WhaleStreet Provides Stock Exchange Indicators Based on Twitter Data

By June 08, 2012
Keywords : Smart city, Europe

This startup company offers a predictive trend indicator based on analysing ‘tweets’ to gain an understanding of how Twitter users feel about a given subject. It works by making use of historical correlation analysis.


A report from the BI Norwegian Business School recently claimed that fluctuations in the Stock Exchange share price of a given company could be correlated with the general feeling people have about that company, as conveyed by their Twitter posts. Nor is the BI study the only work being done in this area. Startups such as WhaleStreet have begun to launch services on similar themes. This young French company has just been chosen to take part in the third season of France-based incubator Le Camping which describes itself as a “Kickoff for Startups”. Its newly-developed platform, also entitled WhaleStreet, enables real-time gathering of tweets and then derives indicators by applying statistical, predictive algorithms. Alexandre Hajjar, CEO and co-founder of WhaleStreet, explains that these indicators can “predict the movement of a share price over the following one or two days, based on the general sentiment, the feelings, of Twitter users and then verify it.” The idea is to maximise the accuracy of the analysis by using a large number of messages – first and foremost in English, as this is the language most often used on social networks, plus French.

Feelings matter

How the system works in practice is that a customer who signs up to WhaleStreet’s services will receive information based on a correlation between the general feeling, as expressed over Twitter, on a given subject – a company, a range of products, an event, etc – and a share price on the Stock Exchange. The tweets are filtered using keywords that align with the chosen subject and the "system enables the user to read the sentences automatically using semantic analysis, and so to understand the feelings, the positive or negative sentiment being expressed," explains Hajjar. And this appears to be information worth having given that, over the five months they have been running the system, the founders have seen its predictive accuracy improve by 18%. Of course, in order to make this work, "we have to apply to this mass of data a learning algorithm able to make the connection with past correlations," adds the WhaleStreet CEO.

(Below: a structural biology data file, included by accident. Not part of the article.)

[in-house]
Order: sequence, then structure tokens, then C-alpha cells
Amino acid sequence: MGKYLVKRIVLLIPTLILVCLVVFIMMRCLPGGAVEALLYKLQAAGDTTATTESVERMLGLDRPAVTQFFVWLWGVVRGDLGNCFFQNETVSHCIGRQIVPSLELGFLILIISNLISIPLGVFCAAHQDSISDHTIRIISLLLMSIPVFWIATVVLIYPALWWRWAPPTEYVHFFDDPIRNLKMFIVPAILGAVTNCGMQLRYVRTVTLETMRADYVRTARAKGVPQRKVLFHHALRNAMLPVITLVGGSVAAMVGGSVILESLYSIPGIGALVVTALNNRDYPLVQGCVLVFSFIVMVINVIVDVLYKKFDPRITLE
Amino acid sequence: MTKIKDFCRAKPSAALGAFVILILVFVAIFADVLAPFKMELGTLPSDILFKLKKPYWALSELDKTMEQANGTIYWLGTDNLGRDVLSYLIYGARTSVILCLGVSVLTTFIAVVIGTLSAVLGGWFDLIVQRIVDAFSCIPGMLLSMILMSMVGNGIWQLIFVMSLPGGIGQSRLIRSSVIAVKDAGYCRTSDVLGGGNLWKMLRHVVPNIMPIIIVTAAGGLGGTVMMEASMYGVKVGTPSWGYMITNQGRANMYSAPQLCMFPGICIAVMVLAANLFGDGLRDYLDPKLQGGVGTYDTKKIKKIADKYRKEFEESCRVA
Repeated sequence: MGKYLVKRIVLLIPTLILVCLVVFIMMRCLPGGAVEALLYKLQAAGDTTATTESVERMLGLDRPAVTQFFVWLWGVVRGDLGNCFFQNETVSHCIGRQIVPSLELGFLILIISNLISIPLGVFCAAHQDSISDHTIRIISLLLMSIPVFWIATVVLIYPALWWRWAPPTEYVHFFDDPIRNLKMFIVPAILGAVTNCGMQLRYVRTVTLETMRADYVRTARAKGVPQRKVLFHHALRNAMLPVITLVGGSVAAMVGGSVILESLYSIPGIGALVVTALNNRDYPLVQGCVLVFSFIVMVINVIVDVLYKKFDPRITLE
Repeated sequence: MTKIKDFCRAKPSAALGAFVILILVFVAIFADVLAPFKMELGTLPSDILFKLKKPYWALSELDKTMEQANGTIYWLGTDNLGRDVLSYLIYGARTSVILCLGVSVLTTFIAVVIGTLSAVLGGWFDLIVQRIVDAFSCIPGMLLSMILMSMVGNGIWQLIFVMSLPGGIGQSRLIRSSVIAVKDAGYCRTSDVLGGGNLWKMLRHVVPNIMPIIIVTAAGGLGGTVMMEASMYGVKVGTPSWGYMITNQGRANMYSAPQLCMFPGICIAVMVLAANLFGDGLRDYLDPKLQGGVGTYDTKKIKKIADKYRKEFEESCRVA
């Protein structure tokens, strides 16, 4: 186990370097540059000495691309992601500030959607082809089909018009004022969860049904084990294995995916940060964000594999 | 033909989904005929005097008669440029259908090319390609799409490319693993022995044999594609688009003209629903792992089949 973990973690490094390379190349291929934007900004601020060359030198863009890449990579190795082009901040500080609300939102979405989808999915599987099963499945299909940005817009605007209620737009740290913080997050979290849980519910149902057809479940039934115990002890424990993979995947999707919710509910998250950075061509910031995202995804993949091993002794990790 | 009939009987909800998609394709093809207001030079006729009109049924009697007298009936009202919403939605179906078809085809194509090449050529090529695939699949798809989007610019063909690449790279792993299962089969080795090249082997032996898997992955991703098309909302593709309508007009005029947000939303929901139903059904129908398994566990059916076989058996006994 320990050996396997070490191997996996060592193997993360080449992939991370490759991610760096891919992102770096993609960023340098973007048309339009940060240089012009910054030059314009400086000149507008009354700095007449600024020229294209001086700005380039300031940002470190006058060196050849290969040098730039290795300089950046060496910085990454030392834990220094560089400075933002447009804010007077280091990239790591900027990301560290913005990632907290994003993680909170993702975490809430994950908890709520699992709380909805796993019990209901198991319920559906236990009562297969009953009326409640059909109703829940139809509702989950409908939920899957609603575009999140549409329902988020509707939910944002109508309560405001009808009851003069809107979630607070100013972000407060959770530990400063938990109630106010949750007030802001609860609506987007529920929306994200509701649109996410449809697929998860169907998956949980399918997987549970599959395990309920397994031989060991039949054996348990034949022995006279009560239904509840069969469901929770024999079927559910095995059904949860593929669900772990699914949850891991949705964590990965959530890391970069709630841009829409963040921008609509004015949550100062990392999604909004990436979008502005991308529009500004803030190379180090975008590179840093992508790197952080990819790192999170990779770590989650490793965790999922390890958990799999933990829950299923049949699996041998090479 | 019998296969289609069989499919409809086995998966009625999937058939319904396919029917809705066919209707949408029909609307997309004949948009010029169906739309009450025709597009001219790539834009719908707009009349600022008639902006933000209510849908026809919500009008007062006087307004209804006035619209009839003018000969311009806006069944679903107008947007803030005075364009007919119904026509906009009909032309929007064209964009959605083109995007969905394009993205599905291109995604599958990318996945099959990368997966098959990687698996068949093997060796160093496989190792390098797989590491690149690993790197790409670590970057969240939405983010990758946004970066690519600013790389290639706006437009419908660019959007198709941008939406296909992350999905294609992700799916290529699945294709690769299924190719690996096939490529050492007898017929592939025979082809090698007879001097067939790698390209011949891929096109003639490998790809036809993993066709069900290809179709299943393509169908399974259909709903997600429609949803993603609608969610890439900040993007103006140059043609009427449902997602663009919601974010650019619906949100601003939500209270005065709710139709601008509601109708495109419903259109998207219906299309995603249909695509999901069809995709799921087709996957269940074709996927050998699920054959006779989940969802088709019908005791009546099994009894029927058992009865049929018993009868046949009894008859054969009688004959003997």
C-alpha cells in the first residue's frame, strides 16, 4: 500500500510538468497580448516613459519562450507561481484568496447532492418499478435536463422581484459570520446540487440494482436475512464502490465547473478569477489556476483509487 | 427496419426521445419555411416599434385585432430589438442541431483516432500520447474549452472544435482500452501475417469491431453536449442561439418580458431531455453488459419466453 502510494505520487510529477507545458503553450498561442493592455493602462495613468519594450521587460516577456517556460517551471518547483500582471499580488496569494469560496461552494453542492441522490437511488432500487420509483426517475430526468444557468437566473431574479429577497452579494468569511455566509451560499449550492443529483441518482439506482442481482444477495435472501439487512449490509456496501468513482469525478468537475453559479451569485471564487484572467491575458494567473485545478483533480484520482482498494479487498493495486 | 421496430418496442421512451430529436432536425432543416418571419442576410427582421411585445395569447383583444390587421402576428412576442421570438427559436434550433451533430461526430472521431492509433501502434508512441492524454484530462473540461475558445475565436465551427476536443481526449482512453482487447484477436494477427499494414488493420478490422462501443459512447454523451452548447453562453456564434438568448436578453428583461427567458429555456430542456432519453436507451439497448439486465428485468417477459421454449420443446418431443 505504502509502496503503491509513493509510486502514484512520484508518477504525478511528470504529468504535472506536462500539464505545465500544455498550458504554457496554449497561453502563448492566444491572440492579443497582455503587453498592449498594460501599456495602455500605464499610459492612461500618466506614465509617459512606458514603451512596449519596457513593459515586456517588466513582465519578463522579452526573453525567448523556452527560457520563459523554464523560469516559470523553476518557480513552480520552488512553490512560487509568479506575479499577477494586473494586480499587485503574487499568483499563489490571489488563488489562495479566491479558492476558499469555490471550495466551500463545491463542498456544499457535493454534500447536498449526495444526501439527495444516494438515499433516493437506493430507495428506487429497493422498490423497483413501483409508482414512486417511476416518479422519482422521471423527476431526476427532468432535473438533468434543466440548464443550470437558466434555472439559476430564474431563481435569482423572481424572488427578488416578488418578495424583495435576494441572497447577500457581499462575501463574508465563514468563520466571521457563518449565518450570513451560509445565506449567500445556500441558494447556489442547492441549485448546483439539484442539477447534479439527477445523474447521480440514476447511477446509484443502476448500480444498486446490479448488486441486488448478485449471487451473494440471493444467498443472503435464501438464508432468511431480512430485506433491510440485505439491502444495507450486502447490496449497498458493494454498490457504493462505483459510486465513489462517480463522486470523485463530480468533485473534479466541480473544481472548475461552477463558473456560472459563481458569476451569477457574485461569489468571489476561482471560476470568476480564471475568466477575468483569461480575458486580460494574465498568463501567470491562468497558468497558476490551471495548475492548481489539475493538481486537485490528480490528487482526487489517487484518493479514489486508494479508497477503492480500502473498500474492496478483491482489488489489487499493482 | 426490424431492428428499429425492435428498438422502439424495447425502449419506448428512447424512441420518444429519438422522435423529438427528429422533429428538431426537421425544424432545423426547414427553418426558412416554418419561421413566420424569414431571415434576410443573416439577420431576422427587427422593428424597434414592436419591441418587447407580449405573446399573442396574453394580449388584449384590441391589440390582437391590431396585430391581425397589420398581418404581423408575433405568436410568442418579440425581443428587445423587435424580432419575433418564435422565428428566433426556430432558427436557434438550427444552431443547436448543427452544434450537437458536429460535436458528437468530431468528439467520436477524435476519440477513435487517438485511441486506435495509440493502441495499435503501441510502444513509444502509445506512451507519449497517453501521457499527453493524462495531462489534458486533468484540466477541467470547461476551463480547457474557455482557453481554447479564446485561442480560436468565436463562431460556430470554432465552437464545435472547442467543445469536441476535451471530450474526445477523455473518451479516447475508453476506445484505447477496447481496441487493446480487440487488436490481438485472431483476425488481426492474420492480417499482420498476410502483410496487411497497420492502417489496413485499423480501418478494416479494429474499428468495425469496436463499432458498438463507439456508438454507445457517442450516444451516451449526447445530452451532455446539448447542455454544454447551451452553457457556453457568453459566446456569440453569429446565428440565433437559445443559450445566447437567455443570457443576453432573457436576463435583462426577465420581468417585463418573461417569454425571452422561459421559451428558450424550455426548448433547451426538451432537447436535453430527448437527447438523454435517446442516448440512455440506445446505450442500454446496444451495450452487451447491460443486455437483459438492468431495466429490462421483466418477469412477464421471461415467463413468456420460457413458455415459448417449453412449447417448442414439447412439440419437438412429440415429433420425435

Learning from the past

The algorithm analyses a past correlation between a given sentiment as expressed on Twitter and a change in the share price quoted on the Stock Exchange. From this correlation it derives a real time indicator which could then be transmitted by a newsletter alert service or via a message on the screen of a computer, smartphone, etc. WhaleStreet thus provides a basis for deciding whether or not it’s a good time to buy or sell a portfolio of shares. However, comments Alexandre Hajjar, "recommendations coming from the algorithm do retain an element of uncertainty; they should be seen as additional information to supplement other data sources." However, in the longer term, he claims, WhaleStreet "could be used to make predictions about things that are likely to happen”.

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